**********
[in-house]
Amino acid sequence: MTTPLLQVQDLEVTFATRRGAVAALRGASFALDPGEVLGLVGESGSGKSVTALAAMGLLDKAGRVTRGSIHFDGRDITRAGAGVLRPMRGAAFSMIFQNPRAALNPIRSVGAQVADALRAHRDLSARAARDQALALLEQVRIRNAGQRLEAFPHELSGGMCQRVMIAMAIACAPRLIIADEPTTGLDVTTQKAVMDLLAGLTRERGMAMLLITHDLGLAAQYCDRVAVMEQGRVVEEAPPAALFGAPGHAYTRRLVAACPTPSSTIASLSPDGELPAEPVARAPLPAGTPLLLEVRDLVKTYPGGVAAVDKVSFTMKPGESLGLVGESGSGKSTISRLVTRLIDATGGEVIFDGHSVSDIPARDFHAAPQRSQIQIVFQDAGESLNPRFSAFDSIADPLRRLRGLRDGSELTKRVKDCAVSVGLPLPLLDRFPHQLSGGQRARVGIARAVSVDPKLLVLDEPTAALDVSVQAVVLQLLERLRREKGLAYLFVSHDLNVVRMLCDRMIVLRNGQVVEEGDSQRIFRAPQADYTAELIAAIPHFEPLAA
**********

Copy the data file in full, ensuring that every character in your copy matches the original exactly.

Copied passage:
[in-house]
Amino acid sequence: MTTPLLQVQDLEVTFATRRGAVAALRGASFALDPGEVLGLVGESGSGKSVTALAAMGLLDKAGRVTRGSIHFDGRDITRAGAGVLRPMRGAAFSMIFQNPRAALNPIRSVGAQVADALRAHRDLSARAARDQALALLEQVRIRNAGQRLEAFPHELSGGMCQRVMIAMAIACAPRLIIADEPTTGLDVTTQKAVMDLLAGLTRERGMAMLLITHDLGLAAQYCDRVAVMEQGRVVEEAPPAALFGAPGHAYTRRLVAACPTPSSTIASLSPDGELPAEPVARAPLPAGTPLLLEVRDLVKTYPGGVAAVDKVSFTMKPGESLGLVGESGSGKSTISRLVTRLIDATGGEVIFDGHSVSDIPARDFHAAPQRSQIQIVFQDAGESLNPRFSAFDSIADPLRRLRGLRDGSELTKRVKDCAVSVGLPLPLLDRFPHQLSGGQRARVGIARAVSVDPKLLVLDEPTAALDVSVQAVVLQLLERLRREKGLAYLFVSHDLNVVRMLCDRMIVLRNGQVVEEGDSQRIFRAPQADYTAELIAAIPHFEPLAA